Barbecue in Black and White

Carving the racism out of Texas barbecue mythology

"In East Texas, white barbecue is served in restaurants. You get nigger barbecue from a stand by the side of the road -- usually about the size of an outhouse, with a hand-lettered sign," Bill Bridges told me on the phone from Palestine. "In the old days, white barbecue was brisket, the same as it is now. Black barbecue was hot links and the stranger parts of the animals."

Bridges is a very likable and knowledgeable guy, and he doesn't consider himself a racist. But he was born in 1925 and can't break certain lifelong habits. Although his use of the N-word is deplorable, ironically he is one of the few white Texans I've talked to who understand the key role blacks have played in Texas barbecue history.

"Nigger barbecue isn't a derogatory term in East Texas," Bridges says when I ask him about his use of the word. "It's like calling Brazil nuts 'nigger toes.' If anything, the term is used with affection."

William Little offers up one of his masterpieces.
Daniel Kramer
William Little offers up one of his masterpieces.

Smoke billows from a camper-trailer parked in a vacant lot on the side of the road. I've been hearing about this particular trailer, and the barbecued brisket sandwiches that get handed through its little window, for quite some time now. I park my car, walk up to the window and stick my head inside. There I see William Little watching television.

Little ambles over and opens the steel doors of a smoker that has been improbably welded right into the trailer's frame. When the sweet-smelling smoke abates, I see foil-wrapped packages and charred hunks of meat waiting to be sliced. The doors of the smoker open into the camper's kitchen, which has a multicompartment sink, counter space and a refrigerator. The firebox is fed from the outside. The back of the pickup truck that pulls the trailer is loaded with oak and pecan logs. William Little has been working out of this trailer six days a week for the last 15 years.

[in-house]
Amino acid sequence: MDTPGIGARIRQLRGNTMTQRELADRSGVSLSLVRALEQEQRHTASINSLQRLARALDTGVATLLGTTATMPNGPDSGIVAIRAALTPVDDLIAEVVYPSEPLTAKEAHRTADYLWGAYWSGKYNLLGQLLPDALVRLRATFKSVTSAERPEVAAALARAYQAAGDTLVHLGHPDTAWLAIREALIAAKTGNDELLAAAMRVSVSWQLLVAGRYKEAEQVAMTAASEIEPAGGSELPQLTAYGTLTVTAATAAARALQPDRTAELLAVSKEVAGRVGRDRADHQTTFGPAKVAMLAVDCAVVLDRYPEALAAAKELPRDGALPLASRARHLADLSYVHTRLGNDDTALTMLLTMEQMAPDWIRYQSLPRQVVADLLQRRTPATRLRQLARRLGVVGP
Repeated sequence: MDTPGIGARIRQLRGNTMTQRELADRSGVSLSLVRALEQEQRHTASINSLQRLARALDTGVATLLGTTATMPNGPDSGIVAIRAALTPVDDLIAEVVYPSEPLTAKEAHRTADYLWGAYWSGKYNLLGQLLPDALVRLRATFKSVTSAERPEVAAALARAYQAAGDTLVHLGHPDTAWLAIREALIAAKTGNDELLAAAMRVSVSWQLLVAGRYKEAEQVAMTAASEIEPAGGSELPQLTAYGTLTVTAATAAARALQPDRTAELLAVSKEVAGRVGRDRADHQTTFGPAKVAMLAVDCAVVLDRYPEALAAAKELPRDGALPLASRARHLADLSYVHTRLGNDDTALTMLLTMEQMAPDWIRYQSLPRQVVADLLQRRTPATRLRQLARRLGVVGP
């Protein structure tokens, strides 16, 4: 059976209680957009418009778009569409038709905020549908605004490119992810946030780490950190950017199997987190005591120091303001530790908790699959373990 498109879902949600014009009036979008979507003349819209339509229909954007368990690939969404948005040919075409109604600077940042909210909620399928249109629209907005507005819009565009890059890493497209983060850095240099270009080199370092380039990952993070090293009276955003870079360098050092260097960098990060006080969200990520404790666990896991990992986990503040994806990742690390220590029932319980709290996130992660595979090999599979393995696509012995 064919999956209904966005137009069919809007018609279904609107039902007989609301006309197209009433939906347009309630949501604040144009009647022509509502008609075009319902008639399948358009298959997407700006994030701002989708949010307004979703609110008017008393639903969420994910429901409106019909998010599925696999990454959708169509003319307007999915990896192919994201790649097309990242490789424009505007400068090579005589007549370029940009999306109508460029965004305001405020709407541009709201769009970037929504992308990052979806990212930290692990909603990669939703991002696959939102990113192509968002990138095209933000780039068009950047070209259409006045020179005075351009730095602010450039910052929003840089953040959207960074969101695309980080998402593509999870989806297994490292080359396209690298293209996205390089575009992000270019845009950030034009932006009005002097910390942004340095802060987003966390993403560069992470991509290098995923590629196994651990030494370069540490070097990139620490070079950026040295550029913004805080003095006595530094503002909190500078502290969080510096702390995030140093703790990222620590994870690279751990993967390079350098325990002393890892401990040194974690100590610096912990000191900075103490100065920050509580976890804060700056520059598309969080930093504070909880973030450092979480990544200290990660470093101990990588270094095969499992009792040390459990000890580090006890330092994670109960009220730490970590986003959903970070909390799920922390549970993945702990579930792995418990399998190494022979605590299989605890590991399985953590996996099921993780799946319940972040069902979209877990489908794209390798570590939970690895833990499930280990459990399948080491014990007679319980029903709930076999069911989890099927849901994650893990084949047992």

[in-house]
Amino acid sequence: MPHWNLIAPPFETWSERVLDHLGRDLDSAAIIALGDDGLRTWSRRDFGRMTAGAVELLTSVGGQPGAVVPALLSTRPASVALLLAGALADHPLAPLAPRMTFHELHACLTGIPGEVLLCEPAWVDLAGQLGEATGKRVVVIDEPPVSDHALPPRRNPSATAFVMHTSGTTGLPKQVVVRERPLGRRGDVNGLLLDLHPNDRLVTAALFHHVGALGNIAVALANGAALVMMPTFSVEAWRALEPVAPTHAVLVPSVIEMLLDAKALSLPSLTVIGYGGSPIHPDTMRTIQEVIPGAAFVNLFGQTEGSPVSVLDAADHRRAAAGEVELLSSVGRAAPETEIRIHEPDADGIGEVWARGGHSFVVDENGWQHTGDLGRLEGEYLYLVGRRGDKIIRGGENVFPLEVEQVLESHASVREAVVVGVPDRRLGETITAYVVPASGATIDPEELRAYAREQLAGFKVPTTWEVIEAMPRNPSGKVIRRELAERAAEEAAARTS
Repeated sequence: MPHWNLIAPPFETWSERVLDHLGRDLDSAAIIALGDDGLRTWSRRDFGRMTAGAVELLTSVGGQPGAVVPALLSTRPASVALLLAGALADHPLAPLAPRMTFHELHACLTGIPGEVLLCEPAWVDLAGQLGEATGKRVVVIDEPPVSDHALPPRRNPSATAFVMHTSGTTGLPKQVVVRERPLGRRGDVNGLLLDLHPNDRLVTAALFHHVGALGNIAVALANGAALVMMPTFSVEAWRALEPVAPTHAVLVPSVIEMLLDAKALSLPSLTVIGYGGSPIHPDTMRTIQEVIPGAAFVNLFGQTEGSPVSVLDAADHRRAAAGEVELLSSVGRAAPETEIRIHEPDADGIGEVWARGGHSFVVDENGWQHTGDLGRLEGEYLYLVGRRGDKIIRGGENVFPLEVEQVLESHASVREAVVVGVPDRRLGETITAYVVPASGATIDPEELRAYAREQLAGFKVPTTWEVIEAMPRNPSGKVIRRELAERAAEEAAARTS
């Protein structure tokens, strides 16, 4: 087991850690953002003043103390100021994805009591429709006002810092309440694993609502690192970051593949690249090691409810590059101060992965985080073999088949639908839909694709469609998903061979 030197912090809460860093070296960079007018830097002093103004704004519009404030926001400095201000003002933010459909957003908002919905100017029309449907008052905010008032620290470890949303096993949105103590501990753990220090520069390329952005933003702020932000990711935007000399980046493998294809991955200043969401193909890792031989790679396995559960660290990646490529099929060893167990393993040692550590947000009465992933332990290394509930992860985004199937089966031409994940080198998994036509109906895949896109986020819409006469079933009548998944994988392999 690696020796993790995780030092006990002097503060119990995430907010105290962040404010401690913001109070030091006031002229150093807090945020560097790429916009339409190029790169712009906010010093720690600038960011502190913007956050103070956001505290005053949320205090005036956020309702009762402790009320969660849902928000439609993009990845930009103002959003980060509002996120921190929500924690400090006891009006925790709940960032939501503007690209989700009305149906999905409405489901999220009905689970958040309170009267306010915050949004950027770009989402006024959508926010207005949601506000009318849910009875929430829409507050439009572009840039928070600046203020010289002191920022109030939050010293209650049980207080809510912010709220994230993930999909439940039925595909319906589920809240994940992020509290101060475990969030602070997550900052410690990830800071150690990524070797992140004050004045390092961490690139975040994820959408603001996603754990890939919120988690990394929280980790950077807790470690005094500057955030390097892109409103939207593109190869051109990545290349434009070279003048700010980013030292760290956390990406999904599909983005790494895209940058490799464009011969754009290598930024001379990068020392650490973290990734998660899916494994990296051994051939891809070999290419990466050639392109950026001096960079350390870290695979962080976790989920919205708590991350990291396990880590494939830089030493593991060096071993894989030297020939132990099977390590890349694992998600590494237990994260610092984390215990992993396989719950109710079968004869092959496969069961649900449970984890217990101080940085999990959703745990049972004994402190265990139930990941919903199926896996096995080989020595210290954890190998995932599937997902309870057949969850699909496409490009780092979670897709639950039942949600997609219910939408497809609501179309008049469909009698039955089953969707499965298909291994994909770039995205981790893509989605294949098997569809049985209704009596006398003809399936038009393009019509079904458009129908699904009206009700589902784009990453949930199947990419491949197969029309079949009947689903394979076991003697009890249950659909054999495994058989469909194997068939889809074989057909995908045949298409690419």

I first tasted Little's brisket when I begged someone who was going to Dickinson to bring me back a sandwich. I had heard Little had some of the best brisket in the Houston area, and I wasn't disappointed. The meat was incredibly smoky and very tender, and the sandwich was loaded with a huge amount of it. Barbecue sauce had been drizzled on the bun, and the whole thing was topped with raw onions and dill pickles. It was one of the best brisket sandwiches I'd ever had.

I had no idea if the man was black, white or Hispanic when I first heard about his brisket sandwich. Nobody bothered to mention his race, or even his name. They only told me about the barbecue and where to find the trailer.

Little's trailer is usually on the side of Highway 3 at 27th Street in Dickinson. If he isn't there, then he's probably off at an event, like the rodeo in Pasadena. "Did you ever think of entering the Houston rodeo cook-off?" I ask him.

"Nah, I can't afford it," he says, but he doubts he would win anyway. "Black people know how to cook brisket, but the rules for judging are not really about how it tastes. It's all about how pretty it looks. I've eaten brisket cooked by a team that won, and it was nothin' special," Little says as he hands the coveted sandwich and a package of ribs through the little window.

I take a huge bite leaning over the trunk of my car. "Damn, that's some smoky brisket!" I mumble to myself. Black East Texas barbecue doesn't need any help from affirmative action, I reflect as I wipe the sauce off my chin. An unbiased opinion and a map drawn on a napkin will do just fine.

For the best black East Texas barbecue within an hour of downtown, see "A Dozen Brisket Sandwiches."

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